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THRILLER (15) 116min ●●●●●

The shadow of Quentin Tarantino looms large over Noel ‘Adulthood’ Clarke’s ambitious second film, in which four girls (Emma Roberts, Tamsin Egerton, Ophelia Lovibond and Shanika Warren-Markland) have the weekend from hell. Clarke and his co-director Mark Davis aim admirably high, pushing against British drama traditions, telling interconnected stories with a cast of oddball characters spouting quirky dialogue via a narrative that playfully keeps reality at arms length. But while the resulting mash-up of conflicting tones and styles is entertaining and features moments of bizarre inspiration, is ultimately less than the sum of its parts. The set-up is promising the girls’ parallel stories play out one after

another, with the film rewinding to the same initial point after each one but Clarke’s script is undisciplined, overflowing with ideas and not focused into a coherent and meaningful whole. A constant stream of attention- grabbing cameos adds to the patched-together feel, and the more dramatic story elements aren’t developed enough to hold much weight. The four actresses are great though, and their strong performances do a lot to carry the film through its weaker moments. Ophelia Lovibond is particularly impressive. (Paul Gallagher) Selected release from Wed 2 Jun. See profile, index.

Sex and the City 2 (15) 146min Here come the girls again. Unable to review at time of going to press, will be reviewed at www.list.co.uk General release from Fri 28 May. Space Chimps 2 Zartog Strikes Back 3D (U) 75min ●●●●● Those box office busting chimps are back for more family fun. General release from Fri 28 May. Kites: the Remix (12A) 122min ●●●●● Watchable if only mildly more titillating recut of Bollywood wanted man actioner by Hollywood gun for hire Brett Ratner (X-Men: The Last Stand, Rush Hour 3). Selected release from Fri 28 May. She’s Out of My League (15) 104min ●●●●● Cartoonish and vulgar but largely effective comedy in which rising comedy star Jay Baruchel (Tropic Thunder, Knocked Up) makes his leading man debut. He plays an every day schmuck who suddenly comes into the radar of a stunning young lady (Alice Eve). This likeable comedy benefits greatly from a fine cast and a well-honed screenplay. General release from Fri 4 Jun. A Room and a Half (Poltory komnaty ili sentimentalnoe puteshestvie na rodinu) (12A) 130min ●●●●● Russian writer/director Andrey Khrzhanovskiy’s semi-fictional animated biopic of Nobel Prize- winning Russian Jewish poet Joseph Brodsky, who was forced in to American exile in 1974. GFT, Glasgow, Mon 7–Wed 9 Jun.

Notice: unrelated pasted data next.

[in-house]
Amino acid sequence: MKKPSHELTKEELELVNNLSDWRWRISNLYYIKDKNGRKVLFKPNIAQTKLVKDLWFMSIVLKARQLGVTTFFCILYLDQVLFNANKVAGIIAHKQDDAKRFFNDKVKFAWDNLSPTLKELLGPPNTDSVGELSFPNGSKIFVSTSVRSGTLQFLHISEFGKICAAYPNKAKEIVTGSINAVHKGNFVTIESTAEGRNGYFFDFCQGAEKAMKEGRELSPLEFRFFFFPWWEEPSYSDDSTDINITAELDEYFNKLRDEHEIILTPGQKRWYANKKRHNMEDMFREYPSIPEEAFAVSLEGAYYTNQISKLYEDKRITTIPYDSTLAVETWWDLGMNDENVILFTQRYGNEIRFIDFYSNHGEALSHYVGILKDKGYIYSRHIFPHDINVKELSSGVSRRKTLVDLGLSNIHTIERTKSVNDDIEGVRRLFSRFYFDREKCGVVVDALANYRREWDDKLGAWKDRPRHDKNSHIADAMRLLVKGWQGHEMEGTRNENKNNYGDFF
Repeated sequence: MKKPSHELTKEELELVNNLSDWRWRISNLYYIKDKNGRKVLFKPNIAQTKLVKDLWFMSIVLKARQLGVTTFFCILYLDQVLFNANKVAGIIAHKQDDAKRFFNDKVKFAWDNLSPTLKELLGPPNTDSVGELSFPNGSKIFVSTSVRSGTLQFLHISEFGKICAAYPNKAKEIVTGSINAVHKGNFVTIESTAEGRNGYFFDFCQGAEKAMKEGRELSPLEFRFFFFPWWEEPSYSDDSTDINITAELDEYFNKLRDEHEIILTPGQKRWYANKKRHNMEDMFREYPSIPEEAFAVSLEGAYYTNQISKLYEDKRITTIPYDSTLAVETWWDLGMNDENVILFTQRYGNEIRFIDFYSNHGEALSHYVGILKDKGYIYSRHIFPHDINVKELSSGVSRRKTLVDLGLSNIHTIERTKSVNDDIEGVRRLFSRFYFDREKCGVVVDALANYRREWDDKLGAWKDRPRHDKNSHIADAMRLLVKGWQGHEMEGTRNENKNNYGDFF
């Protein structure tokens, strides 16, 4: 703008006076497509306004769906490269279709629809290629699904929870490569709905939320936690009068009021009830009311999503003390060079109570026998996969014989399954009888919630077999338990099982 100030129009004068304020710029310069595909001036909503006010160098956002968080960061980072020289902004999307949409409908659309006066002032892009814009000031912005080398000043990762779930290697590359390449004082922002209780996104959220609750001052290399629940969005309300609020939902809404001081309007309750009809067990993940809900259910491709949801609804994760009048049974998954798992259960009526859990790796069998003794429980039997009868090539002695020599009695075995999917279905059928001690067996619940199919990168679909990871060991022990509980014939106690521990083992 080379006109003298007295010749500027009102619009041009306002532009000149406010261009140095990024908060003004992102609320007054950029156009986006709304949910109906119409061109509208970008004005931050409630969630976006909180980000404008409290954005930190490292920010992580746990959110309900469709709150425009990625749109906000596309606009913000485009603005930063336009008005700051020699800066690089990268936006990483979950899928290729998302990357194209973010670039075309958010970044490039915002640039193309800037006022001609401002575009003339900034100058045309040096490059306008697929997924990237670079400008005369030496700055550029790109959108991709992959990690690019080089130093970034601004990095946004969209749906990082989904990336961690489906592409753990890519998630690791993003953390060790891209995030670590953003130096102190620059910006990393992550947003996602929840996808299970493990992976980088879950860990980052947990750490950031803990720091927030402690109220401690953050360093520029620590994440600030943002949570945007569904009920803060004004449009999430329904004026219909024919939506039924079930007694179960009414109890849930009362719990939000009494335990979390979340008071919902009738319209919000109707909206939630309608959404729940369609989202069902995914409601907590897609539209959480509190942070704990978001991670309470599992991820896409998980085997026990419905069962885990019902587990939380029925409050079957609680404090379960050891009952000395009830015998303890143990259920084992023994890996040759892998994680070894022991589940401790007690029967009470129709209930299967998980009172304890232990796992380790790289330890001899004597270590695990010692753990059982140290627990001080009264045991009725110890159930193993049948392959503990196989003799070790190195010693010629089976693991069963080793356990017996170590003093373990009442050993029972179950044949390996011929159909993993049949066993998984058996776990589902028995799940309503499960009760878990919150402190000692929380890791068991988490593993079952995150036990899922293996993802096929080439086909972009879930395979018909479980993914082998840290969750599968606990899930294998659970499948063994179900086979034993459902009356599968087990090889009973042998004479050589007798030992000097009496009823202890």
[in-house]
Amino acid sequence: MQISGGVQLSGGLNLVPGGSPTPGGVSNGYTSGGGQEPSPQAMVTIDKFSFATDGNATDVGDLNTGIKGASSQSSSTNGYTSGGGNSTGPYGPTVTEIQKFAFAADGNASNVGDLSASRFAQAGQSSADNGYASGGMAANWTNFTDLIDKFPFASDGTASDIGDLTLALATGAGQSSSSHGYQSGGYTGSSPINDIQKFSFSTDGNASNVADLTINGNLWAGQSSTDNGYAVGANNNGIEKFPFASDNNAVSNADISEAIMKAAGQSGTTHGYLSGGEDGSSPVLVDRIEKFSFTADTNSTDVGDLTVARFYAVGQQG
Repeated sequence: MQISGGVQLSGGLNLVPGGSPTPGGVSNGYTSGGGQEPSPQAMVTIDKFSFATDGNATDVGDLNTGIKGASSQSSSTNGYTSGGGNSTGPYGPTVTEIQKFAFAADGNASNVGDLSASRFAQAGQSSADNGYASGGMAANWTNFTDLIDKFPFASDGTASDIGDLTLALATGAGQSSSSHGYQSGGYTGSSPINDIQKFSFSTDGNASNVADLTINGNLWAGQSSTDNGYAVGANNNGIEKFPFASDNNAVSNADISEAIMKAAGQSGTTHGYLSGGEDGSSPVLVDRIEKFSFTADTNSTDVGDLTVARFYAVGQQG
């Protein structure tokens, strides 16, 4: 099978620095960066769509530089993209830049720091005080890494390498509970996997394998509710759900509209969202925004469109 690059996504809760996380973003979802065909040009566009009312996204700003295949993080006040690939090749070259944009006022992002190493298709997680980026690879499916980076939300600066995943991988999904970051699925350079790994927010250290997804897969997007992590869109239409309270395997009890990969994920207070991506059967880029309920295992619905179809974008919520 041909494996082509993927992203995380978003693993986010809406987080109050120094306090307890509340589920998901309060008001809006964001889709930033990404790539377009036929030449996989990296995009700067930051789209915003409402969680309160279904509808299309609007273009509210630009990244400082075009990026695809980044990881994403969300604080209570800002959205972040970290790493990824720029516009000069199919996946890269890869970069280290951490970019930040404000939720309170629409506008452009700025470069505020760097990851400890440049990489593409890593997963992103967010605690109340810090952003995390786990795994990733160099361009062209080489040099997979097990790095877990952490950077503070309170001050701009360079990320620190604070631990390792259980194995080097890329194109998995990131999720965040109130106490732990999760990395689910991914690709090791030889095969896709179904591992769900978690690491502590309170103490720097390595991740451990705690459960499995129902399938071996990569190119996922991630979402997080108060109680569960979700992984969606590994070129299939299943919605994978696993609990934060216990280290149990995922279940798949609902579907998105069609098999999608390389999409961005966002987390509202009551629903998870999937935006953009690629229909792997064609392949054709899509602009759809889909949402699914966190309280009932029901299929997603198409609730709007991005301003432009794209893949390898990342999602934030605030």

In 2005, writer/director Rian Johnson transplanted ‘40s film noir to the modern high school and came up with Brick, an exhilarating debut that announced his arrival as a filmmaker of singular vision in no uncertain terms. For his follow-up Johnson had access to a bigger budget and some bigger names, but the convention- twisting spirit of his debut remains, and in The Brothers Bloom he offers a light-hearted spin on that favourite of cinematic sons, the con man. As in Brick, much of the film’s success comes from the well-chosen casting, with Mark Ruffalo and Adrien Brody balancing humour and heart as the titular tricksters, and Rachel Weisz staying just the right side of kooky as the eccentric millionairess they target for the time-honoured ‘last job’. Even a brief appearance from Robbie Coltrane as, of all things, a Belgian art dealer, hits the spot.

The emphasis is on comedy, and Johnson punctuates his shaggy dog of a story with clever visual gags and several laugh-out-loud moments that owe a debt to some (charmingly acknowledged) silent classics. While the near two-hour running time comes close to testing the patience, the story pays off with a final twist of melancholy that’s surprising and touching. (Paul Gallagher) General release from Fri 4 Jun. See feature, page 57


Bananas! (note both the exclamation mark and the asterisk in the title) recounts a David-versus-Goliath legal battle, which has strong echoes of Joe Berlinger’s recently released Crude. Here, a dozen Nicaraguan banana plantation workers launch a class action lawsuit against the giant multinational corporation Dole Food. In the landmark case, the plaintiffs argue that the company’s use of the pesticide DBCP, dating back to the 1970s, has rendered them sterile.

Swedish director Fredrik Gertten draws on footage shot in a 1982 Nicaraguan documentary Bananeras, which highlights the appalling conditions endured by plantation labourers. He also benefits from a charismatic protagonist in the form of the cigar-smoking, Ferrari-driving Juan Dominguez, who’s the Cuban-born, Los Angeles-based lawyer representing the underdogs. It’s a pity, however, that the film can’t incorporate the ongoing developments in the proceedings. After shooting was completed Dole took out and then withdrew a lawsuit against the filmmaker, and charges of fraud have also been levelled at Dominguez. The crucial moment in the film shouldn’t be forgotten, however: a senior Dole executive admits on the witness stand that despite DBCP being banned in California in 1977 on health grounds, the company continued to use the pesticide in South America. This release is supported by global action cinema project Take One Action and there will be an audience discussion after the opening screening. (Tom Dawson) Filmhouse, Edinburgh from Mon 7–Thu 10 Jun.

27 May–10 June 2010 THE LIST 57